Updated: 1 hour 47 min ago
Fri, 11/07/2014 - 07:15
Azealia Banks didn't exactly surprise fans on Thursday when she dropped her debut LP "Broke With Expensive Taste." The album was originally slated for a 2012 release, but after many well-publicized setbacks, it was pushed back more than two years. Banks finally left her label earlier this year, and the last night released the album without any warning on iTunes and Spotify. Within hours of its release, the album hit the number three spot on the U.S. iTunes music chart.
Skip class and stay home from work!! Invite your friends over and celebrate!! #BROKEWITHEXPENSIVETASTE is finally here!!!-- AZEALIA ?? BANKS (@AZEALIABANKS) November 6, 2014
If you've got a Spotify account, you can stream the whole album below.
Fri, 11/07/2014 - 05:54
Cristina Tzintzún is the executive director of the Austin-based Workers Defense Project (WDP), a statewide workers' rights organization. WDP works to improve working conditions for low-wage workers who are mostly Latino and undocumented. The group fights for small and broad victories at the municipal and state level in Texas--a place that isn't exactly friendly to workers and immigrants.
On November 15 in Dallas, Tzintzún will talk about the organizing in the South at Facing Race, the biennial conference held by Race Forward, Colorlines' publisher. Colorlines caught up with Tzintzún to get an idea of what it's like to fight--and win--in Texas.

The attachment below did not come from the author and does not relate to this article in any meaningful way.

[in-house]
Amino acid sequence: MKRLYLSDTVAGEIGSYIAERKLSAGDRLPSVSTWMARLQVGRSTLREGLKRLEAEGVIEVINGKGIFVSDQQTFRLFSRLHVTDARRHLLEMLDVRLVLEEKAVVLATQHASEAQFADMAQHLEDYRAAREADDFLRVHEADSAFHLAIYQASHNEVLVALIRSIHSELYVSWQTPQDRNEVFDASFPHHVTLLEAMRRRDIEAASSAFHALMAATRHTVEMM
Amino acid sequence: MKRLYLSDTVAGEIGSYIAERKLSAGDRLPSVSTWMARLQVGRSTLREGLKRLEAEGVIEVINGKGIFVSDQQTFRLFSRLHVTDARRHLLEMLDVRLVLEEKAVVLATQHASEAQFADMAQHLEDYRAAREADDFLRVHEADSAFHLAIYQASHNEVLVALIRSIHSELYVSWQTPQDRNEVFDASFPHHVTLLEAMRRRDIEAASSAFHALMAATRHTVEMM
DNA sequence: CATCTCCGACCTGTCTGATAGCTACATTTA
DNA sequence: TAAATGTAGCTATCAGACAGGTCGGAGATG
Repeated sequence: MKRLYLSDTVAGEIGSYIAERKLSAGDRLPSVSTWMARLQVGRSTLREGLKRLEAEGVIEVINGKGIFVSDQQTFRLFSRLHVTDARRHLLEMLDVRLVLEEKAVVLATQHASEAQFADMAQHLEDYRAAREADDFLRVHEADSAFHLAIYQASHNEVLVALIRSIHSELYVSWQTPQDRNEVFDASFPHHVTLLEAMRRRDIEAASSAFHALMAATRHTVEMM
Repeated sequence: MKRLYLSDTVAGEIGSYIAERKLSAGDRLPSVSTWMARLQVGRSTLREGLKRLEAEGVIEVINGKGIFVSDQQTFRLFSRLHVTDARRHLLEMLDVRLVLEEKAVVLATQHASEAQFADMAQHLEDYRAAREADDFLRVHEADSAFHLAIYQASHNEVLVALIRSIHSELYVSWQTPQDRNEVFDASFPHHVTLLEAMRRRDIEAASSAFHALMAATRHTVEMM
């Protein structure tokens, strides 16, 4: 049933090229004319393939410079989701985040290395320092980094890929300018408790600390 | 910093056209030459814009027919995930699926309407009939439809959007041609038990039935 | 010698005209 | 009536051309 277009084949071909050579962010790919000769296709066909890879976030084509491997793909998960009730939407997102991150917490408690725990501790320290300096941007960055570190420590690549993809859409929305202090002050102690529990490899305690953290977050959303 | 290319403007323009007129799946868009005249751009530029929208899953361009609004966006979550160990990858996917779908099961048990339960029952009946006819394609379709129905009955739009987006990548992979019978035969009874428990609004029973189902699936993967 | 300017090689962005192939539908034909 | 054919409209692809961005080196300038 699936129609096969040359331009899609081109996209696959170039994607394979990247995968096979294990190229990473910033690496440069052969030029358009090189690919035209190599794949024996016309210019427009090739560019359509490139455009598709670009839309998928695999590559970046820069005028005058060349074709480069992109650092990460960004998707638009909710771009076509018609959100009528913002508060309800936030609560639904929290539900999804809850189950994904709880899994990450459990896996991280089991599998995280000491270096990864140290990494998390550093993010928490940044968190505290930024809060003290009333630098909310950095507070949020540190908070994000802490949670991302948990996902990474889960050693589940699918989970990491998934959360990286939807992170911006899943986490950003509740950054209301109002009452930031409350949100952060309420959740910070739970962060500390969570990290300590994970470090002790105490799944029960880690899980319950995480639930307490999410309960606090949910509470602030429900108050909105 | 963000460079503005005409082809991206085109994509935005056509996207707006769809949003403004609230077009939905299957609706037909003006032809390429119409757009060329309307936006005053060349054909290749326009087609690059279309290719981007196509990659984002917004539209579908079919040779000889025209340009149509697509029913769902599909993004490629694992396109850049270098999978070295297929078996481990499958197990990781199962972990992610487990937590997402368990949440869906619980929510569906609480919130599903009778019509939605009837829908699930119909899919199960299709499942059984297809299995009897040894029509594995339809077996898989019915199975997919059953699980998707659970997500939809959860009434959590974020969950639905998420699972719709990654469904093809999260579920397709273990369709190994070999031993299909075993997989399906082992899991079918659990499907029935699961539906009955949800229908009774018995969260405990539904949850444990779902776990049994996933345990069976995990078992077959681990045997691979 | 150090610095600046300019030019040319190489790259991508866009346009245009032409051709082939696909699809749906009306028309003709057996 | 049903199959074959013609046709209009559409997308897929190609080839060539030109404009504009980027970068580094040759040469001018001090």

How did the Workers Defense Project get started?
The organization got started 10 years ago because workers weren't being paid for their work--especially those working in construction. It began as a legal service project and has since grown to do community organizing and policy advocacy that addresses the real needs of workers in Texas. We're not a labor union, but we do work like unions in the sense that we're trying to raise standards for workers. We've [gotten policies passed] at the local and state level that better protect the rights of thousands of workers--from winning construction workers higher wages to making sure they have paid rest breaks. We also address the fact that Texas is the most deadly place to work in the country. Most of the folks who have been dying in the construction industry are immigrants and people of color and we're trying to change that.
Can you talk about why construction workers face so much peril in Texas?
Texas is the fastest growing state in the country, which means we have a huge need for construction workers. In other parts of the country construction jobs can be and are blue-collar jobs. But that isn't the case in Texas. Many workers work full time but still live below the poverty line. In Texas, the largest employer of undocumented labor is the construction industry. It's estimated that at least 50 percent of the workforce is undocumented; that's close to 1 million workers. [Being undocumented] means they're more likely to have their rights violated, to not be paid for their work, to earn below the minimum wage and to die on the job.
Can you explain how this kind of wage theft happens?
I think it's really hard for some people to imagine. If you go out to do a certain job, you expect to get paid at the end of the day. But for one in five construction workers in Texas experience wage theft. That means they're not getting paid minimum wage or overtime--or they're most frequently not paid anything at all. This is especially common for undocumented workers because employers think they can get away it even though workers have the same rights, regardless of immigration status.
Talk about the work that you're doing to protect workers from wage theft.